Bogus listings often copy and paste genuine accommodation details but then use generic photographs. Make sure the photos match the descriptions.

Is the property managed by an established villa management company who does the cleaning or meet and greet? Ask for their details so you can verify the rental.

Use your judgment. If there is something about the website, the property description or the owners that you aren't happy about, or if the price seems too good to be true, don't book. There are lots of other options out there.


Speak to the owners on the phone first - their number should be provided (and note that a landline gives you more security than a mobile). Ask for details about the property, the area etc, and gauge how knowledgeable and trustworthy they seem to be. Ask them for their postal address too - you would be unwise to sign a contract with anyone whose address you don't know.

Check the terms and conditions to confirm exactly what you are paying for, and don’t be afraid to ask questions. A legitimate company will be able to answer your queries straight away or get back to you with the answers you need.

Do not send any money without receiving, and checking that you are happy with, the written contract.

Be very wary of security deposits; ensure that the terms for returning or calling on the deposit are clear, and that the amount is not disproportionate - 10% of the rental might be reasonable, more than 25% is clearly too much.

When entering your personal or payment details online, make sure the site you are booking on is secure. Where possible, book with a credit card, which then offers protection. Do not rely on PayPal buyer protection for instance. Holidays are deemed by the company as intangible, so they are not covered.

Never pay directly into an owner’s bank account. Book with a company that will arrange the contract on your behalf.

A con artist is likely to ask for the price of the rental upfront, and also ask you to send it by bank transfer to a foreign bank account. Equally, if you are ever asked to send money by Western Union or telegraph transfer, be very suspicious. These payment methods are notorious for being abused by foreign criminals as there is no consumer protection whatsoever. Once the monies have been sent, anyone can collect them from a Western Union office with minimal ID.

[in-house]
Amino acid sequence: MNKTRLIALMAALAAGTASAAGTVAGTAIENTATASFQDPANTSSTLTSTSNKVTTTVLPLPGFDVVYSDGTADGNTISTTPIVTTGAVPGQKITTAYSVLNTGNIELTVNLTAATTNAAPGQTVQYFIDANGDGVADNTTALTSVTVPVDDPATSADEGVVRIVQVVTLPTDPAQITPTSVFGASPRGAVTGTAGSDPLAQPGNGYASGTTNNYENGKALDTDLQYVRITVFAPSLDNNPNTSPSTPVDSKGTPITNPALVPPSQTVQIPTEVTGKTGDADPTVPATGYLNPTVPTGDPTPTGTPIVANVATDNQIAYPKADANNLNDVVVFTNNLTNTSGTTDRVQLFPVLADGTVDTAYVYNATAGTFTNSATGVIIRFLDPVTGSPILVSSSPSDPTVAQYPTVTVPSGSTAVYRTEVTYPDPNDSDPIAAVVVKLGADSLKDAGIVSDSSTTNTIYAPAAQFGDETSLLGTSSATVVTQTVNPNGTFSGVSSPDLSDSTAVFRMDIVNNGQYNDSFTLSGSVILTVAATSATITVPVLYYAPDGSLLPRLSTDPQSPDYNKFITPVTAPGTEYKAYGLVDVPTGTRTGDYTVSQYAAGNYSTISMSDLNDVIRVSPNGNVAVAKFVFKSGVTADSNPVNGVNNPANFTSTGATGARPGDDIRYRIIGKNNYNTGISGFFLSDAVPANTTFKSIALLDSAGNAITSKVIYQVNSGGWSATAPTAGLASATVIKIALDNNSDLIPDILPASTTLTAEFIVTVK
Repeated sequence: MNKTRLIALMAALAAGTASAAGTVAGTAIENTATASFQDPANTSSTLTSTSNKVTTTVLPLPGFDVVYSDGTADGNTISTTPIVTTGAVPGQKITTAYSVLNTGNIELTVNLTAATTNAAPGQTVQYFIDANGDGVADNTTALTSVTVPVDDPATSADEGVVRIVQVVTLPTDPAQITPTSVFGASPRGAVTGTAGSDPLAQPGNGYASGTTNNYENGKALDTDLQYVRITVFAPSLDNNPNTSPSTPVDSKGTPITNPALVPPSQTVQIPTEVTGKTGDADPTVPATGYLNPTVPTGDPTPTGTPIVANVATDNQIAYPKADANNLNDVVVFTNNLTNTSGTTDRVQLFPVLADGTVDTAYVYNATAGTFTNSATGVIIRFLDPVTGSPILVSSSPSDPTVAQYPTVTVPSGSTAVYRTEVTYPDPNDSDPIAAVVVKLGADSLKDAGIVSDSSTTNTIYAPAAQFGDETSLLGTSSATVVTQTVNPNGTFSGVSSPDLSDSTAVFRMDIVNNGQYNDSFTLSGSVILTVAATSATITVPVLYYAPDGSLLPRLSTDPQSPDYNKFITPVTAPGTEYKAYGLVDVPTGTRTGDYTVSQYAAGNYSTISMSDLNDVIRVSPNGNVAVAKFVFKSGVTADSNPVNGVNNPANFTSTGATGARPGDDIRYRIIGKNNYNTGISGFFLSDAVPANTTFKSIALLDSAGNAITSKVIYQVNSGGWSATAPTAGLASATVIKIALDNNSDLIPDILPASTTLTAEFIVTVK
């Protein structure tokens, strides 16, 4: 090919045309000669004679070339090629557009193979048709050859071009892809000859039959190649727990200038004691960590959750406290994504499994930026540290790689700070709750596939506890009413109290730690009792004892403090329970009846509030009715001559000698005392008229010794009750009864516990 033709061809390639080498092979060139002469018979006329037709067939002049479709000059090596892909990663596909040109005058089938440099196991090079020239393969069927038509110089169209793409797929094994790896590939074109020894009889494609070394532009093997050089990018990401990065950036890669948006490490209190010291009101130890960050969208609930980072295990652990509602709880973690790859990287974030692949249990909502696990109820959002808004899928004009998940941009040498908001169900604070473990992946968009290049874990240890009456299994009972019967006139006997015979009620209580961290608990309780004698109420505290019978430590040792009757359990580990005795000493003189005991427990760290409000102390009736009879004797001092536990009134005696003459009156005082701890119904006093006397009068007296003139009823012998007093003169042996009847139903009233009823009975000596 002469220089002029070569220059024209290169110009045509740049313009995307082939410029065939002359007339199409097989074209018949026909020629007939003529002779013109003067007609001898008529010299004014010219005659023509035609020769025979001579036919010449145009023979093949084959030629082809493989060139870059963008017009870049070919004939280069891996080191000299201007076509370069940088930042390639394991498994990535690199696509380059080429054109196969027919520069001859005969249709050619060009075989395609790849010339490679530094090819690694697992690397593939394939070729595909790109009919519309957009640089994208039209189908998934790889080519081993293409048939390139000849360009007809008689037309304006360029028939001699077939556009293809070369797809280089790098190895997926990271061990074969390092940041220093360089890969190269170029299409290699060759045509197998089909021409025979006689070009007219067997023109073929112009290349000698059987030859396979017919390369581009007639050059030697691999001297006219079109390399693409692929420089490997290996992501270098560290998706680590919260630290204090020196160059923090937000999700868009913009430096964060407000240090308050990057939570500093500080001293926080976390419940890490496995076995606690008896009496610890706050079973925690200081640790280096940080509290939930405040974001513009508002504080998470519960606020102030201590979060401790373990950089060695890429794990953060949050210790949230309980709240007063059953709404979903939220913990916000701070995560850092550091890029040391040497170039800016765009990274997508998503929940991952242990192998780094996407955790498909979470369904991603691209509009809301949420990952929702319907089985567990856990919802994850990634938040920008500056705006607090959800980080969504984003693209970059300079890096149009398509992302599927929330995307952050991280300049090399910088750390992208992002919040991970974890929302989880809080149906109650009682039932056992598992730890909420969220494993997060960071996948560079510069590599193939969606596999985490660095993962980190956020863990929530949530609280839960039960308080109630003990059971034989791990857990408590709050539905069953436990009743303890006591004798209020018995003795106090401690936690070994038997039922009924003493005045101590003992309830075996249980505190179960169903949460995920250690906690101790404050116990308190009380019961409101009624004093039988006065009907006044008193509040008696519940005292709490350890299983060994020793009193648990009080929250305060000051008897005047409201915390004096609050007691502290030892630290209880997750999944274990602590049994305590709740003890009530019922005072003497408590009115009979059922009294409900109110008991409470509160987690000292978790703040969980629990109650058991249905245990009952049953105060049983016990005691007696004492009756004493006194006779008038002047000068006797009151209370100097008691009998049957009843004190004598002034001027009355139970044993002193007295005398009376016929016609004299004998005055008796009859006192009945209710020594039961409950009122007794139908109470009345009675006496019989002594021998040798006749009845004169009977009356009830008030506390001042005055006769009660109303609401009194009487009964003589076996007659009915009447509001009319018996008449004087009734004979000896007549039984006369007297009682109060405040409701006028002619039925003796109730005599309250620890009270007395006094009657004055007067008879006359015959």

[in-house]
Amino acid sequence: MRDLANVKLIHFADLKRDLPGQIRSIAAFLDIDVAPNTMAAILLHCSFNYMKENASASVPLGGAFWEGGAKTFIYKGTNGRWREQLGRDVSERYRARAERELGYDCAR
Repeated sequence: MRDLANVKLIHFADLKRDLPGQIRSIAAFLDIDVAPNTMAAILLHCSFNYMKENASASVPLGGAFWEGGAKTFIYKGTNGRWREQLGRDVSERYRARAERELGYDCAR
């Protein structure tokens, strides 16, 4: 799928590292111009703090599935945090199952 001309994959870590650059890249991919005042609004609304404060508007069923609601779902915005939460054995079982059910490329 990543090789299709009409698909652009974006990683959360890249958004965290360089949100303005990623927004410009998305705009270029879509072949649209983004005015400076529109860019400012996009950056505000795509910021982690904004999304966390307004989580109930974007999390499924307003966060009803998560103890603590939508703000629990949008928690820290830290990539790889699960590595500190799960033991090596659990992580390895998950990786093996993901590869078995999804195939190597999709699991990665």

If the rental contract seems in any way suspicious, listen to your instincts. A lot of scammers seem to use US templates and the contract will talk about "attorneys," "escrow” and the like.


If something does go wrong, where do you stand? Even the most legitimate holiday rental websites are not generally liable for any financial losses you have suffered as a result of falling victim to a scam, even if the criminal has used the site fraudulently. They simply provide a service for advertising holiday accommodation, and are under no obligation to carry out security checks to verify whether advertisers genuinely have holiday property available. In high profile incidences where a lot of victims have fallen prey to the same bogus rental owner, a few holiday websites have been known to provide some compensation. However, there is no statute or regulation which makes them legally responsible, so you are reliant on the website's goodwill.

Some legitimate websites have now reacted by offering insurance against bogus advertisers, so think about protecting yourself. If you are paying a considerable sum for a holiday villa by bank transfer, would an insurance policy with fraud protection give you the peace of mind needed? Make sure you read the terms and conditions of the insurance policy however, as some specify measures which you need to have done before they will pay out.

As always, the key phrase has to be caveat emptor - let the buyer beware. You might be going naked on your holiday, but you don’t want to be caught with your pants down.

Thanks to the following for their help in compiling this article: ABTA, ActionFraud, Safe Communities Algarve, BL Claims Solicitors, Schofields Insurance, Daily Telegraph.